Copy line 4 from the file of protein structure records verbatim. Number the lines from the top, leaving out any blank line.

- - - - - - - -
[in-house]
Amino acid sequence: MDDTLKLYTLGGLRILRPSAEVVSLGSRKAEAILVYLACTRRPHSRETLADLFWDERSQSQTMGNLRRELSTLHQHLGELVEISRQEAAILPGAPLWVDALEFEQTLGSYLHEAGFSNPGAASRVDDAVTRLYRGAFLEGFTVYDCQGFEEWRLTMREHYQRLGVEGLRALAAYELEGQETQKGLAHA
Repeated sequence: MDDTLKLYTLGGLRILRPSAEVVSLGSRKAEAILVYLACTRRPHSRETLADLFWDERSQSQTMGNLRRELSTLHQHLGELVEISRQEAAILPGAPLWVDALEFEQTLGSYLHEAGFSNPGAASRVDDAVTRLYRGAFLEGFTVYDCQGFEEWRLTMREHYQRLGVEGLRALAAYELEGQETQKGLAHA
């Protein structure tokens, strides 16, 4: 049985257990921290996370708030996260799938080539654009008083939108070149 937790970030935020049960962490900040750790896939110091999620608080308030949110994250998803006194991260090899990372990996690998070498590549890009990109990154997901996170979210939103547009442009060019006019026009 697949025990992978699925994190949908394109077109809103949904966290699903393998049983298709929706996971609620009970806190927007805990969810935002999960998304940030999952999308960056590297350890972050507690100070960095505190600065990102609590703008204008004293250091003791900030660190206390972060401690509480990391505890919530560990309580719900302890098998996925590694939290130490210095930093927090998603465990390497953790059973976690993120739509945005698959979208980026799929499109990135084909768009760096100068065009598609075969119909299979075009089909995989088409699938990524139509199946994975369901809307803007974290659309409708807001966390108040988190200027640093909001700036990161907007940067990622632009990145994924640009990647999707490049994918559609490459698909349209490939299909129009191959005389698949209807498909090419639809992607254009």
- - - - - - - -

């Protein structure tokens, strides 16, 4: 049985257990921290996370708030996260799938080539654009008083939108070149 937790970030935020049960962490900040750790896939110091999620608080308030949110994250998803006194991260090899990372990996690998070498590549890009990109990154997901996170979210939103547009442009060019006019026009 697949025990992978699925994190949908394109077109809103949904966290699903393998049983298709929706996971609620009970806190927007805990969810935002999960998304940030999952999308960056590297350890972050507690100070960095505190600065990102609590703008204008004293250091003791900030660190206390972060401690509480990391505890919530560990309580719900302890098998996925590694939290130490210095930093927090998603465990390497953790059973976690993120739509945005698959979208980026799929499109990135084909768009760096100068065009598609075969119909299979075009089909995989088409699938990524139509199946994975369901809307803007974290659309409708807001966390108040988190200027640093909001700036990161907007940067990622632009990145994924640009990647999707490049994918559609490459698909349209490939299909129009191959005389698949209807498909090419639809992607254009």